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3 comments on “2017 – a year of uncertainty

  1. I arrived at this post via a roundabout way beginning with Mr. Lee’s comment at Rev. Jim Wall’s “Wallwritings” site this morning that he would use the Benjamin Franklin quote used by Jim (paraphrase: “You have a republic, if you can keep it.”) I saw the tagline “Palestine” for this post and decided to read it. I’m glad I did from my conviction that any — any — sympathetic allusion to the torment of Palestine and its people might contribute to the delay of the genocide being vise-like imposed on them by the primary likes of the Zionist entity so-called Israel and the United States of Israel, er, America.

    One quibble I’d make is that I would not combine an “evil three” of Trump, Putin, and Netanyahu as used here. Trump and Netanyahu are belligerents, braggarts, sordid caricatures of the human species…and Netanyahu is a criminal and a psychotic to boot; he’s the quintessential (to use this site’s primary word) crazy in charge of the asylum, with the hapless Palestinians always conveniently on scene on whom to vent his (and of course his fellow Zionists’) demented impulses. Putin I set apart: he is a proud nationalist, surely with his own problems in his vast and diverse country, striving his best to ward off the jackals like the U.S. and most of Europe et al that are determined, it seems, to plot and push and prod and provoke and prevaricate until a nuclear conflagration descends upon the planet’s denizens. I don’t observe belligerence and braggadocio issuing from Moscow these days. Aside from Trump and Putin, levels of governance a bit lower are as instructive: I ask readers to compare the elegant and distinguished Russian Foreign Minister, Sergei Lavrov, to any — any — “diplomat” the U.S. places in the role of SECSTATE.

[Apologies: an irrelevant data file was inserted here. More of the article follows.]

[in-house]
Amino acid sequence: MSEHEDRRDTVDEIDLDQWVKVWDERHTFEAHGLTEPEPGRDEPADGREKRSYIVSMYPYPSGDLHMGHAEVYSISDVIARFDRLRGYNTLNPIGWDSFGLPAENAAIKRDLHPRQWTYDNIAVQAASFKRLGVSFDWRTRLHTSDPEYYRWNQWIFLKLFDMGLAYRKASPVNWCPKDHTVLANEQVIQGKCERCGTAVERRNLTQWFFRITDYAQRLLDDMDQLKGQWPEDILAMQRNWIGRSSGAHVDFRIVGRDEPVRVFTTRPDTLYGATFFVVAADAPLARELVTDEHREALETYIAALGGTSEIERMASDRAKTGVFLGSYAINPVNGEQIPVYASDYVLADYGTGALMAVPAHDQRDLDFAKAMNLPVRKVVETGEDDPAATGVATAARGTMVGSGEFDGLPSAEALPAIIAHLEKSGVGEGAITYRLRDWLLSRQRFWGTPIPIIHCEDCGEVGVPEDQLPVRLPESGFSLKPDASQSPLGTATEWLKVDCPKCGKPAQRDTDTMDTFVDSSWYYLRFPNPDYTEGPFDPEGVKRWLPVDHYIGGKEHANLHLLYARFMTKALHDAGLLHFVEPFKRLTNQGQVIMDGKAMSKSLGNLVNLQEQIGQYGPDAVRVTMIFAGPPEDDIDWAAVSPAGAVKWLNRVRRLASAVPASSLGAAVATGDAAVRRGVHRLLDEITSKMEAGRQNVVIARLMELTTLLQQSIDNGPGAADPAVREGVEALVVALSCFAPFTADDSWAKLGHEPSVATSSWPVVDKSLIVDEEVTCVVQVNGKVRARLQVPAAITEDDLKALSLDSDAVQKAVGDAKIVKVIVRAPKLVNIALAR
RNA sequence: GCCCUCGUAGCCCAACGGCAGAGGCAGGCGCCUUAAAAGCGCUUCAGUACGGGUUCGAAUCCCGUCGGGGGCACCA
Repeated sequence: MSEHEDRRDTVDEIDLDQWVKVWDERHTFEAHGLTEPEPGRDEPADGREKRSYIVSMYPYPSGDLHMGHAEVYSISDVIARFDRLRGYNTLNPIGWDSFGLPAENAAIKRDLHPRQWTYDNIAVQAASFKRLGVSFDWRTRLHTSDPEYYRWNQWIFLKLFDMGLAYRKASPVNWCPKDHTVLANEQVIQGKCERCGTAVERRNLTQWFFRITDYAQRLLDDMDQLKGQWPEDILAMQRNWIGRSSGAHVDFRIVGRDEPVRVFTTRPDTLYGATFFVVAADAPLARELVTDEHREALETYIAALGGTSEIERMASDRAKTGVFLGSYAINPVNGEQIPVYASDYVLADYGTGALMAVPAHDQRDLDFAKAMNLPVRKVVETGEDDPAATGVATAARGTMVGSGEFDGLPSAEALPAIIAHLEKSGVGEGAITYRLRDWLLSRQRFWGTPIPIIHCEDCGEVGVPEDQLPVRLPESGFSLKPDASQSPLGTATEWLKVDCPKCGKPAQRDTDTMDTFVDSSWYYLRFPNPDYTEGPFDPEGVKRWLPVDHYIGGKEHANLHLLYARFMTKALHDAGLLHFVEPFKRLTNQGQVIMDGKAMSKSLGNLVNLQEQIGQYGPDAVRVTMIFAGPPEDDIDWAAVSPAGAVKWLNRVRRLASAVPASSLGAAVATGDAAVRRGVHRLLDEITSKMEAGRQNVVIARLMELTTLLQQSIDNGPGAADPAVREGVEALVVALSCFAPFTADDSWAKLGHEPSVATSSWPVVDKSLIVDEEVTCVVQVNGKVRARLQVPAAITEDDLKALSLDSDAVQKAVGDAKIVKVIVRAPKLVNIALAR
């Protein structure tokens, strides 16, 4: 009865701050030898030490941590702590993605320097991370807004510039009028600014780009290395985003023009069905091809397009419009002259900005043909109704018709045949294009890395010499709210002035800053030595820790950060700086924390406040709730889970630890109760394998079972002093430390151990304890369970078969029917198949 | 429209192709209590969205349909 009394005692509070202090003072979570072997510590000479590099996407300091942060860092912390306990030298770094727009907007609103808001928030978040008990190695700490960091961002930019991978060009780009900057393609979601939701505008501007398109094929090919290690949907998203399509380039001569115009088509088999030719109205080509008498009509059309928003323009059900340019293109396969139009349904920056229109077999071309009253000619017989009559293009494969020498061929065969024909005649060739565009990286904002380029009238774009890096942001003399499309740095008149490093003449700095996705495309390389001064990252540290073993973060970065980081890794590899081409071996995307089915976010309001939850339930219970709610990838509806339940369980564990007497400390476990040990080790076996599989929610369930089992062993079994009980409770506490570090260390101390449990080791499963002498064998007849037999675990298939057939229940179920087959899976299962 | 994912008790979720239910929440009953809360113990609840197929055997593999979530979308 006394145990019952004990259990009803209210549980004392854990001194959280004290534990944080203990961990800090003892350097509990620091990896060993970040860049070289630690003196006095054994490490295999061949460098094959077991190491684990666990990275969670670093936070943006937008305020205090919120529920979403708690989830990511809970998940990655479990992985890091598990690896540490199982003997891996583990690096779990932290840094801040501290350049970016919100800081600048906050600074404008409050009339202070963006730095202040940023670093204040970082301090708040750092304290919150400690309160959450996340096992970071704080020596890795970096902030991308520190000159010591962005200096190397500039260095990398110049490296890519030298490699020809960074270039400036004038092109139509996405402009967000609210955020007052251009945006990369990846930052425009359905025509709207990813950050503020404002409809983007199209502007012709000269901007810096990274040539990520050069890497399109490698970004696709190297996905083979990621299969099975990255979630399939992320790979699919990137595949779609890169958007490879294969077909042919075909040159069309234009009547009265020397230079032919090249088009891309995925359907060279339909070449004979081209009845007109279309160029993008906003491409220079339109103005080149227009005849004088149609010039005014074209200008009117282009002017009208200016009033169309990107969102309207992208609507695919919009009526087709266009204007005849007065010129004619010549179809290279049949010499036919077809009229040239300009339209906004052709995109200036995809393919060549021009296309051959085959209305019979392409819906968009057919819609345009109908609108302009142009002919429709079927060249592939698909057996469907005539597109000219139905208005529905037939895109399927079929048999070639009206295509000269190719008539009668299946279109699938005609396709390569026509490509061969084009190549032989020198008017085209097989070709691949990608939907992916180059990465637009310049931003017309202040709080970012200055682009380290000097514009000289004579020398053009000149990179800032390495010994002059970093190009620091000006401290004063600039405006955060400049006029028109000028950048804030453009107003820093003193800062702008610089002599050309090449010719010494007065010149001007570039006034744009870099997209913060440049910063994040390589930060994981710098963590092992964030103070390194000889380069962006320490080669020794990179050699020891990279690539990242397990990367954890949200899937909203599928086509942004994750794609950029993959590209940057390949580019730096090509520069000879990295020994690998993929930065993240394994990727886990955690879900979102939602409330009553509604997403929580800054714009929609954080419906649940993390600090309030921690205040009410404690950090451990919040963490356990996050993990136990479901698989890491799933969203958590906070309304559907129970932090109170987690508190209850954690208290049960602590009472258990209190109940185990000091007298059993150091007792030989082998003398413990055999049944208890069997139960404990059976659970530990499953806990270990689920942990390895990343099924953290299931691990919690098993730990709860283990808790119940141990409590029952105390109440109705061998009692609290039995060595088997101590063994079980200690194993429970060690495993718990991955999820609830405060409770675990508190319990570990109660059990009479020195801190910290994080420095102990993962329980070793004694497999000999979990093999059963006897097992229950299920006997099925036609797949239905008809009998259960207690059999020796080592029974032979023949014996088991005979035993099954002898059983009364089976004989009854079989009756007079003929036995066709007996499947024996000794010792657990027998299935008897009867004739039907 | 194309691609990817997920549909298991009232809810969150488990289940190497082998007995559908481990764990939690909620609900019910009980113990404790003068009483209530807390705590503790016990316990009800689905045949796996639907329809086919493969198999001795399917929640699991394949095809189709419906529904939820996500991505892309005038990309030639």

Thank you for this site!

    • Philip Lee says: